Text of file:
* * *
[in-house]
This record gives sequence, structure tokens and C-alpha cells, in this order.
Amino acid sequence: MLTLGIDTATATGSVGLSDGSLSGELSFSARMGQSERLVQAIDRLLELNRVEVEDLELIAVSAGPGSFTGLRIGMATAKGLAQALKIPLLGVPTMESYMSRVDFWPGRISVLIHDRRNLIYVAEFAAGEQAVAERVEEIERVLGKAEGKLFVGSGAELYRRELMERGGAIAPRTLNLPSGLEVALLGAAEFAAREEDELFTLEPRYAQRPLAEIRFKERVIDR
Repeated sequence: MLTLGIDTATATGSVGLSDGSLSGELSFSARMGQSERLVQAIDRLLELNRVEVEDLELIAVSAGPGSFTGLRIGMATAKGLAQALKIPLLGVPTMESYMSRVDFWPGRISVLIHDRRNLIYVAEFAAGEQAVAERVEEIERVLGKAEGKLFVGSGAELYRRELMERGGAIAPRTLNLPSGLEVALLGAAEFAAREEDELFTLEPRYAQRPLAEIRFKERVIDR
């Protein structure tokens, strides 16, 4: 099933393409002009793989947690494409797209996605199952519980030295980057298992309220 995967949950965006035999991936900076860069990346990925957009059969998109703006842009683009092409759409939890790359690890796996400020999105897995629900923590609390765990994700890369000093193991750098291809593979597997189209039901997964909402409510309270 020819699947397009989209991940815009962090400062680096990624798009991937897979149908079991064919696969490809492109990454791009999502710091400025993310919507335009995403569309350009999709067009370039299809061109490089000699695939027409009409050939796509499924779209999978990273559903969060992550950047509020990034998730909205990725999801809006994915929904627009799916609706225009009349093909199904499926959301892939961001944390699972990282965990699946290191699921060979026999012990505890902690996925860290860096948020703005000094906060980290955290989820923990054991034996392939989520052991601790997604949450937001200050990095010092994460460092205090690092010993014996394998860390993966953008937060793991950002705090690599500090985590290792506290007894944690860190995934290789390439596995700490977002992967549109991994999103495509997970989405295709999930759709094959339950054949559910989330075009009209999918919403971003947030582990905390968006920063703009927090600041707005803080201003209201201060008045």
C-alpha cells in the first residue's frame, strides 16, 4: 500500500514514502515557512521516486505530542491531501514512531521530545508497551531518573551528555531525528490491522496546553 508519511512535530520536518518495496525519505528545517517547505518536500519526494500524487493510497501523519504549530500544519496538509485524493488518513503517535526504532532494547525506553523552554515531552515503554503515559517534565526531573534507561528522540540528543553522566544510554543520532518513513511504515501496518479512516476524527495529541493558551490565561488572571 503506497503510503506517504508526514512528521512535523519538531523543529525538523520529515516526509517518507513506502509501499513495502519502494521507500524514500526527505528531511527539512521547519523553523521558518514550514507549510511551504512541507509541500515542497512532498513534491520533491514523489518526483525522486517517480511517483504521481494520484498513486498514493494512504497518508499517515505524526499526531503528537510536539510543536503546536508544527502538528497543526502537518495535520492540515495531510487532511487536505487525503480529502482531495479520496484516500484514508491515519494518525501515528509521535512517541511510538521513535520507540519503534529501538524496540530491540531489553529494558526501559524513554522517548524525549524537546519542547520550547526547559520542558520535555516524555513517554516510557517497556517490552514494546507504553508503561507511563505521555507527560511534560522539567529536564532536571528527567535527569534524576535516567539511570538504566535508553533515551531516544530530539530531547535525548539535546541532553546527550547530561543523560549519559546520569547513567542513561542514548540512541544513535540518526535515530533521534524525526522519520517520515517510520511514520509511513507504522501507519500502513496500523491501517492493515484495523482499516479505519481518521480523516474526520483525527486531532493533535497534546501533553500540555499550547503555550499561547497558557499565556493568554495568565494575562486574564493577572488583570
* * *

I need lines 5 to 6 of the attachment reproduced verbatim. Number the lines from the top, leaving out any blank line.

């Protein structure tokens, strides 16, 4: 099933393409002009793989947690494409797209996605199952519980030295980057298992309220 995967949950965006035999991936900076860069990346990925957009059969998109703006842009683009092409759409939890790359690890796996400020999105897995629900923590609390765990994700890369000093193991750098291809593979597997189209039901997964909402409510309270 020819699947397009989209991940815009962090400062680096990624798009991937897979149908079991064919696969490809492109990454791009999502710091400025993310919507335009995403569309350009999709067009370039299809061109490089000699695939027409009409050939796509499924779209999978990273559903969060992550950047509020990034998730909205990725999801809006994915929904627009799916609706225009009349093909199904499926959301892939961001944390699972990282965990699946290191699921060979026999012990505890902690996925860290860096948020703005000094906060980290955290989820923990054991034996392939989520052991601790997604949450937001200050990095010092994460460092205090690092010993014996394998860390993966953008937060793991950002705090690599500090985590290792506290007894944690860190995934290789390439596995700490977002992967549109991994999103495509997970989405295709999930759709094959339950054949559910989330075009009209999918919403971003947030582990905390968006920063703009927090600041707005803080201003209201201060008045």
C-alpha cells in the first residue's frame, strides 16, 4: 500500500514514502515557512521516486505530542491531501514512531521530545508497551531518573551528555531525528490491522496546553 508519511512535530520536518518495496525519505528545517517547505518536500519526494500524487493510497501523519504549530500544519496538509485524493488518513503517535526504532532494547525506553523552554515531552515503554503515559517534565526531573534507561528522540540528543553522566544510554543520532518513513511504515501496518479512516476524527495529541493558551490565561488572571 503506497503510503506517504508526514512528521512535523519538531523543529525538523520529515516526509517518507513506502509501499513495502519502494521507500524514500526527505528531511527539512521547519523553523521558518514550514507549510511551504512541507509541500515542497512532498513534491520533491514523489518526483525522486517517480511517483504521481494520484498513486498514493494512504497518508499517515505524526499526531503528537510536539510543536503546536508544527502538528497543526502537518495535520492540515495531510487532511487536505487525503480529502482531495479520496484516500484514508491515519494518525501515528509521535512517541511510538521513535520507540519503534529501538524496540530491540531489553529494558526501559524513554522517548524525549524537546519542547520550547526547559520542558520535555516524555513517554516510557517497556517490552514494546507504553508503561507511563505521555507527560511534560522539567529536564532536571528527567535527569534524576535516567539511570538504566535508553533515551531516544530530539530531547535525548539535546541532553546527550547530561543523560549519559546520569547513567542513561542514548540512541544513535540518526535515530533521534524525526522519520517520515517510520511514520509511513507504522501507519500502513496500523491501517492493515484495523482499516479505519481518521480523516474526520483525527486531532493533535497534546501533553500540555499550547503555550499561547497558557499565556493568554495568565494575562486574564493577572488583570